IR-2006-175, Nov. 9, 2006
WASHINGTON — The Internal Revenue Service today issued guidance emphasizing the need for employers to track the amount of expense reimbursement allowances paid to employees on a per diem basis.
Revenue Ruling 2006-56 tells employers that if they routinely pay per diem allowances in excess of the federal per diem rates, but do not track the allowances and do not require the employees either to actually substantiate all the expenses or pay back the excess amounts, and do not include the excess amounts in the employee’s income and wages, then the entire amount of the expense allowances is subject to income tax and employment tax.
Generally, amounts employers pay employees to reimburse them for substantiated business expenses are not subject to income tax or employment tax. For reimbursements for expenses for meals and other incidentals associated with business travel, employees get this exclusion for reimbursements for each day of travel up to the federal per diem rates without having to actually substantiate the amounts of the expenses. However, if an employer pays expense allowances that exceed the federal per diem rates, the excess amounts are subject to income tax and employment tax if they are not repaid to the employer, unless the employee actually substantiates all of the expenses covered by the per diem allowance.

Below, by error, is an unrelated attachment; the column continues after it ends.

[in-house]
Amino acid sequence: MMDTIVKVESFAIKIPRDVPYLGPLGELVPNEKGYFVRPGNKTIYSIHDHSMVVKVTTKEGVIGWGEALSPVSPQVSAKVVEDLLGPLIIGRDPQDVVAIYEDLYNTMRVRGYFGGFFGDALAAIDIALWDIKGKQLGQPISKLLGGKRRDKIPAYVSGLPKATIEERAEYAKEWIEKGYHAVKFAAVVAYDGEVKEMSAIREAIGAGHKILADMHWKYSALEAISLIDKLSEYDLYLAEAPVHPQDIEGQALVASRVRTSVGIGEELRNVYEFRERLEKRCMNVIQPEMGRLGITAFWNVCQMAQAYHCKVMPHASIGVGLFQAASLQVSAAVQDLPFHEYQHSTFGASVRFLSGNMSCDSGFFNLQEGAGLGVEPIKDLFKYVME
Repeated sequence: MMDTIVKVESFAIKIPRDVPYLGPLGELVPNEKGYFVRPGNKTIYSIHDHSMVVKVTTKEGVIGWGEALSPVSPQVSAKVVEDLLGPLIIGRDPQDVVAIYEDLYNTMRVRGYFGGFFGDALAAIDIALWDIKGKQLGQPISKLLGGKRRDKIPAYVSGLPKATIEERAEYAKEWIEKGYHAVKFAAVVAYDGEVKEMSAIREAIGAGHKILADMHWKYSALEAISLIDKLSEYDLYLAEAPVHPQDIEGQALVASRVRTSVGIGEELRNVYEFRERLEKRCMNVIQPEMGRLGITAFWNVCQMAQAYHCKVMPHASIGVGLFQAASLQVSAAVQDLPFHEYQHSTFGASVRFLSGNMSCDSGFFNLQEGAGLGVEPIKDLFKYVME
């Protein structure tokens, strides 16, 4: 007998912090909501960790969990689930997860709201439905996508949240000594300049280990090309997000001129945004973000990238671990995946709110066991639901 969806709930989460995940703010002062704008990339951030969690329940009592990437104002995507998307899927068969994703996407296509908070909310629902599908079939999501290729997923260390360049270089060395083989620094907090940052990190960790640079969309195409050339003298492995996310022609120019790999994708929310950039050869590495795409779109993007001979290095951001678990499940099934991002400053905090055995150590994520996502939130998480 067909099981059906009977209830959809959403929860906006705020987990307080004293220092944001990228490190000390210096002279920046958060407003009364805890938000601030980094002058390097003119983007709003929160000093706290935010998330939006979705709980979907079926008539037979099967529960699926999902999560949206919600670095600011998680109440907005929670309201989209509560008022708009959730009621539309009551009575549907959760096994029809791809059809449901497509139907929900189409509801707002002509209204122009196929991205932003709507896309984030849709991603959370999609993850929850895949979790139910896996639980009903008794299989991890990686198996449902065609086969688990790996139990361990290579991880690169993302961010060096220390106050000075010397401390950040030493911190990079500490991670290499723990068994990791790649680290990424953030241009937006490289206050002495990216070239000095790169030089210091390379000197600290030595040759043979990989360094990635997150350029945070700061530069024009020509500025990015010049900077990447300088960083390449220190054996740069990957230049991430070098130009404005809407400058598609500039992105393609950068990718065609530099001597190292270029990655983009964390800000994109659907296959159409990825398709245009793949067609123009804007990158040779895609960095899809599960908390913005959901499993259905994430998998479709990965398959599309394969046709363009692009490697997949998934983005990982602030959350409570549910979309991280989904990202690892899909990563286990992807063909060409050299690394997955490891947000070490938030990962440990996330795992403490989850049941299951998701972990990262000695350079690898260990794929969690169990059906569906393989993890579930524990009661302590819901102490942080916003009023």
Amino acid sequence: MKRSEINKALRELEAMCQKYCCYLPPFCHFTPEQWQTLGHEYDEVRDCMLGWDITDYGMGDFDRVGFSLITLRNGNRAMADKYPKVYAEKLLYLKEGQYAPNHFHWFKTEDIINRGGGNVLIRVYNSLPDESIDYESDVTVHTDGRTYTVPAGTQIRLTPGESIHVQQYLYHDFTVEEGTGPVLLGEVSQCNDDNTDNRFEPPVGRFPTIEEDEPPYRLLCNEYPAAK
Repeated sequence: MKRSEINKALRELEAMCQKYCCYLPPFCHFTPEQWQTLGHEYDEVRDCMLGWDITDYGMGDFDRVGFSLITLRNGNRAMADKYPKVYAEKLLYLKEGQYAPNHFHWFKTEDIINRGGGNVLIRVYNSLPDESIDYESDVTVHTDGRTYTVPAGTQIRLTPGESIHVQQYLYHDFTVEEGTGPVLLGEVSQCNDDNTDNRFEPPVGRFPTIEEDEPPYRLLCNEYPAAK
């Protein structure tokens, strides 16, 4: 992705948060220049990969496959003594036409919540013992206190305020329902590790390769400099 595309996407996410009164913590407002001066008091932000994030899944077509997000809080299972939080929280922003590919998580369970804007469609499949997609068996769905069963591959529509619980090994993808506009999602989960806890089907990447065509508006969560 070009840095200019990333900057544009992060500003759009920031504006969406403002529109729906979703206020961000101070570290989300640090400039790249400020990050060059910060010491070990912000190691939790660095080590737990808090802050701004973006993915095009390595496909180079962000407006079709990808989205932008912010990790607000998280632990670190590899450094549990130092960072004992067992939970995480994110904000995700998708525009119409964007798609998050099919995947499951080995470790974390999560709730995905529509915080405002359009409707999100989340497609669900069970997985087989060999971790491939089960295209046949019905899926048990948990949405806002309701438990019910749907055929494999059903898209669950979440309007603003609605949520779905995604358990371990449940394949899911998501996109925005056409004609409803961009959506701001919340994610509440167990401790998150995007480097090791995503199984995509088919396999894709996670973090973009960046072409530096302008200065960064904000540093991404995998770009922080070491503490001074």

The revenue ruling illustrates when a per diem allowance arrangement that fails to track the excess amounts and does not include the unsubstantiated, unrepaid excess amounts in the employee’s income and wages constitutes a pattern of abuse of the rules for tax-free expense reimbursements. The finding that the arrangement is abusive causes all allowances paid under the arrangement to be subject to income tax and employment tax, not just the excess amounts. While the revenue ruling uses a scenario in the trucking industry because of the industry’s widespread use of per diem allowances, the analysis in the revenue ruling applies to any employer in any industry that uses per diem allowances to reimburse employee expenses.
IRS Revenue Ruling 2006-56 is effective immediately upon issuance. However, the IRS recognizes that employers may need some time to adjust their systems so they can track excess allowances and account for them correctly. The IRS is issuing instructions to its agents not to apply the results under the revenue ruling for taxable periods ending on or before Dec. 31, 2006, in the absence of intentional noncompliance.